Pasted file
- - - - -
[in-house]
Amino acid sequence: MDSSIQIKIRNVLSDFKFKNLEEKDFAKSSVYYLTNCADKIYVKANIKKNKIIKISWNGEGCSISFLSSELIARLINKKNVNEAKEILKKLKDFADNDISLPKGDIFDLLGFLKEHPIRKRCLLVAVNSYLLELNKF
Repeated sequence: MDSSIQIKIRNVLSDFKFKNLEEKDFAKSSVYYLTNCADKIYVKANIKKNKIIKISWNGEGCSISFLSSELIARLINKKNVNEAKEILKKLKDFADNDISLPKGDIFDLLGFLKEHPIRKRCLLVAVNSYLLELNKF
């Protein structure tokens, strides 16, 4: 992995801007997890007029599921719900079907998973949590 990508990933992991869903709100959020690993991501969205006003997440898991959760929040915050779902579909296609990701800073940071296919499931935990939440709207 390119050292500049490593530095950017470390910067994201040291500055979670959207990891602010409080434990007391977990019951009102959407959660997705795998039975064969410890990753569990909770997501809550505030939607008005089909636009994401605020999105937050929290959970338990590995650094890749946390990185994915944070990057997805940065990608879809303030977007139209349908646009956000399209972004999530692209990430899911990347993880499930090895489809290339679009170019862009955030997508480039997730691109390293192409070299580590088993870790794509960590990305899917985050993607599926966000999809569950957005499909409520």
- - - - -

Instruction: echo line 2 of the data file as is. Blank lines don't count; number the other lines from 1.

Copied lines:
Amino acid sequence: MDSSIQIKIRNVLSDFKFKNLEEKDFAKSSVYYLTNCADKIYVKANIKKNKIIKISWNGEGCSISFLSSELIARLINKKNVNEAKEILKKLKDFADNDISLPKGDIFDLLGFLKEHPIRKRCLLVAVNSYLLELNKF